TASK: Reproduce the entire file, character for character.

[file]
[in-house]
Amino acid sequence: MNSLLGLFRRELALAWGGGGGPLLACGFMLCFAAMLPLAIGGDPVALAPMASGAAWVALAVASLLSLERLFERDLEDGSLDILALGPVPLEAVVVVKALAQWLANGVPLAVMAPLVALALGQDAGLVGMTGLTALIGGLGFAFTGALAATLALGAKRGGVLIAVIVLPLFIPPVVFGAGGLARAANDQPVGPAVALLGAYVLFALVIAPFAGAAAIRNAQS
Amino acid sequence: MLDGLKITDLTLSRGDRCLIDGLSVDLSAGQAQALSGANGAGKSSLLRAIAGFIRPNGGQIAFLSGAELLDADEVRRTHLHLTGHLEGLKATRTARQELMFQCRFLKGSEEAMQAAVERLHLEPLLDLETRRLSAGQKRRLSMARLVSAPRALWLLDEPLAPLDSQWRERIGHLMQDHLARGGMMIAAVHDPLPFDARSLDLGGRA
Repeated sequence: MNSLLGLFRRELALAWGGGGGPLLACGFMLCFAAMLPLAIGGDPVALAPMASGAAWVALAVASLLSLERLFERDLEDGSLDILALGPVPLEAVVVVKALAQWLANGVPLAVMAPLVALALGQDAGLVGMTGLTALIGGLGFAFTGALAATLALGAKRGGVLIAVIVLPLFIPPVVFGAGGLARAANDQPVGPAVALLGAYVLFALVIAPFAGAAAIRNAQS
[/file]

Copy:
[in-house]
Amino acid sequence: MNSLLGLFRRELALAWGGGGGPLLACGFMLCFAAMLPLAIGGDPVALAPMASGAAWVALAVASLLSLERLFERDLEDGSLDILALGPVPLEAVVVVKALAQWLANGVPLAVMAPLVALALGQDAGLVGMTGLTALIGGLGFAFTGALAATLALGAKRGGVLIAVIVLPLFIPPVVFGAGGLARAANDQPVGPAVALLGAYVLFALVIAPFAGAAAIRNAQS
Amino acid sequence: MLDGLKITDLTLSRGDRCLIDGLSVDLSAGQAQALSGANGAGKSSLLRAIAGFIRPNGGQIAFLSGAELLDADEVRRTHLHLTGHLEGLKATRTARQELMFQCRFLKGSEEAMQAAVERLHLEPLLDLETRRLSAGQKRRLSMARLVSAPRALWLLDEPLAPLDSQWRERIGHLMQDHLARGGMMIAAVHDPLPFDARSLDLGGRA
Repeated sequence: MNSLLGLFRRELALAWGGGGGPLLACGFMLCFAAMLPLAIGGDPVALAPMASGAAWVALAVASLLSLERLFERDLEDGSLDILALGPVPLEAVVVVKALAQWLANGVPLAVMAPLVALALGQDAGLVGMTGLTALIGGLGFAFTGALAATLALGAKRGGVLIAVIVLPLFIPPVVFGAGGLARAANDQPVGPAVALLGAYVLFALVIAPFAGAAAIRNAQS